I ended up doing take-out and ordering more than I should have.
Over the years, the chicken's gotten to be a bit drier and tougher. Still, topped with that ginger-scallion-sesame oil sauce, what I call my "cold ginger chicken sauce", because that's what we call the version of Kwai Fei Chicken we eat back home in Hawaii....this is comfort food to me. Especially when the weather gets warmer......savory - herbaceous flavors, with a slight pungency....I can just eat the sauce over rice!
I decided to get some Roast Duck.
Which, on this visit wasn't very good. It wasn't overly salty like many versions in San Diego and it was fairly tender.....it was truly lacking the beany paste and mild five spice flavors I enjoy. Overall, quite bland.
What was really delicious; I'd say even better than the Kwai Fei Chicken on this day was the Pork Intestines with Preserved Vegetable....for some reason, this isn't on the dinner menu, but they were nice enough to make it for me.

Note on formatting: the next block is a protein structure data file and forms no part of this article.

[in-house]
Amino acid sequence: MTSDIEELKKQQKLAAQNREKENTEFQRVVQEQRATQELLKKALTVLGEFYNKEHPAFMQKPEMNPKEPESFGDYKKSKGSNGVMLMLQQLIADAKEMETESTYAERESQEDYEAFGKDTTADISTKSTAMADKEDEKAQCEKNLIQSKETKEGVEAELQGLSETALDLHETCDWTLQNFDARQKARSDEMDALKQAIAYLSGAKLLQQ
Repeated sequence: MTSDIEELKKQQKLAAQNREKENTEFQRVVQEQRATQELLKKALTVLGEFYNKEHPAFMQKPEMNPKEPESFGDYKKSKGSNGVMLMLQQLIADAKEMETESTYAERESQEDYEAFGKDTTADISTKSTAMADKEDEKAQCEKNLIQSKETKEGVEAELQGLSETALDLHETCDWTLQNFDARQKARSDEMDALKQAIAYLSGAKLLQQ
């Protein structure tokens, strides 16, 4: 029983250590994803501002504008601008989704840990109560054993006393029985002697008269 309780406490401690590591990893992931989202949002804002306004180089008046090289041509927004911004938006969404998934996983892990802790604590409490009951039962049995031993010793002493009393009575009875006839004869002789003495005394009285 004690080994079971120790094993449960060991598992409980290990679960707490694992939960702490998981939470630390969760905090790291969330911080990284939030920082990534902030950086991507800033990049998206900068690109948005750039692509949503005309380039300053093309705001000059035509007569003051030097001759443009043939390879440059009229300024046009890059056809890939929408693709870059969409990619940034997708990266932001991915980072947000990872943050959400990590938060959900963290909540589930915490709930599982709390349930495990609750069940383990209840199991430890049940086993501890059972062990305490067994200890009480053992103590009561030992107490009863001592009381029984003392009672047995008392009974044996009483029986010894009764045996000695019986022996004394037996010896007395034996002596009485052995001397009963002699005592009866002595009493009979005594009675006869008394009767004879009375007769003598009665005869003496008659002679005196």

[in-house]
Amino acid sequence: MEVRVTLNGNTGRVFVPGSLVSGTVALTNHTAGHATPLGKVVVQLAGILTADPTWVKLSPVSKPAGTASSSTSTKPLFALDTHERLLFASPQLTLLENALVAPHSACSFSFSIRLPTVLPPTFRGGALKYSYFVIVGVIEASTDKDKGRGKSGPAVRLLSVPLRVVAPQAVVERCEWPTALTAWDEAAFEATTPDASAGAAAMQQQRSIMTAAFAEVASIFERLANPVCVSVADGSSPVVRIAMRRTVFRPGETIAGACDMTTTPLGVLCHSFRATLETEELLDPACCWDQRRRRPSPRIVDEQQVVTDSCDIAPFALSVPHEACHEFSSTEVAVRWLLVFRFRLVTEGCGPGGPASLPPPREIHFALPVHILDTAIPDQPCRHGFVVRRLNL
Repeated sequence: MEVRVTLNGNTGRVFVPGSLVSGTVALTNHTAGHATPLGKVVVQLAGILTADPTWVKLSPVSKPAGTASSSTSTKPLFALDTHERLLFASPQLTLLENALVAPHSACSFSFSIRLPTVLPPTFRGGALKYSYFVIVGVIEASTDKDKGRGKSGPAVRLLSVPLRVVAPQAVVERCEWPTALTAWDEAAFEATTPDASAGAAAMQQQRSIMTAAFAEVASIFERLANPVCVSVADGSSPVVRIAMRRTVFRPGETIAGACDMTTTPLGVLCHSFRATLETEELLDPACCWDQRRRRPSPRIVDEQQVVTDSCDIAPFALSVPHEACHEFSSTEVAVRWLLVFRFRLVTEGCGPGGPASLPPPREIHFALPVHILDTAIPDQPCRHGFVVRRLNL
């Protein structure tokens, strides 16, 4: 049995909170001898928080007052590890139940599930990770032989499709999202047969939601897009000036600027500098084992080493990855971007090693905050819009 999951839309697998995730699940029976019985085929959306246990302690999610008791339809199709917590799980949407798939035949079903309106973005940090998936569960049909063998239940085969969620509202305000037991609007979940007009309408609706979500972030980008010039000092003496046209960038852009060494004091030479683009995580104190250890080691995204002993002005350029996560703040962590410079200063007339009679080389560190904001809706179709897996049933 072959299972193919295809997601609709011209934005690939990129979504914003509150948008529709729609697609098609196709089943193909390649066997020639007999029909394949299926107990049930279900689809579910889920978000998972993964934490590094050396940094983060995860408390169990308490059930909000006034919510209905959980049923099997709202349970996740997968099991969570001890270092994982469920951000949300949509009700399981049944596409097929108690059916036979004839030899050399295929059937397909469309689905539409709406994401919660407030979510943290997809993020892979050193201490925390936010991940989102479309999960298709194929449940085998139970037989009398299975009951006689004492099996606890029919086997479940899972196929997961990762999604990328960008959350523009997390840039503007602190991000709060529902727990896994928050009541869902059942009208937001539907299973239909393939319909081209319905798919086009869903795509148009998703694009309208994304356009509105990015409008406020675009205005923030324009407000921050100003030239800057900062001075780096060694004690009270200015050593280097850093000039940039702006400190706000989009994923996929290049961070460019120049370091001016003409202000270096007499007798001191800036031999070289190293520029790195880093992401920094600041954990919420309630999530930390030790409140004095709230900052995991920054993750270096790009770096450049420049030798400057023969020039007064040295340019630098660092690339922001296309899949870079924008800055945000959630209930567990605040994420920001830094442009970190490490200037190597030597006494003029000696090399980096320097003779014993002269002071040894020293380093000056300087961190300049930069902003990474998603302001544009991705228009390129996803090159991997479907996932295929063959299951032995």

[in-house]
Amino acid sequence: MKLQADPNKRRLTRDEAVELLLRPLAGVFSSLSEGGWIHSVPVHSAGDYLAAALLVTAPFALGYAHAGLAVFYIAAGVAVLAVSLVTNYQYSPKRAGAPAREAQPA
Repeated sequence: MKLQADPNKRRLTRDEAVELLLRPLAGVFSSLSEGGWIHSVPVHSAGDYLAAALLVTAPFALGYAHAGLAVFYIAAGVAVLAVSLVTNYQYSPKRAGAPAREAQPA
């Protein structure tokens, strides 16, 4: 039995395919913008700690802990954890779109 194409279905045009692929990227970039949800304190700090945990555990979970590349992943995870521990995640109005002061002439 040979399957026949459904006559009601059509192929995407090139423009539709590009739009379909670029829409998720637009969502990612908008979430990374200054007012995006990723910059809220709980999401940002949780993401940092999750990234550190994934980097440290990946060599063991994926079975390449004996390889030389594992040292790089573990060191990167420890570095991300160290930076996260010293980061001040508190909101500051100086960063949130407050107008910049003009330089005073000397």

The intestines were prepped quite well......I guess it would be even better if it were fried and crisp, but the earthy-musty flavors were nice without being too much. The salty-sour preserved vegetables, which also had just a touch of sweetness kept things in check as did the onions, which added a nice pungency to the dish. Man this was good.
With all the new places opening left and right, it's easy to over-look the rather worn Golden City. I'm glad I didn't on this evening.
Golden City Restaurant 5375 Kearny Villa Rd. San Diego, CA 92123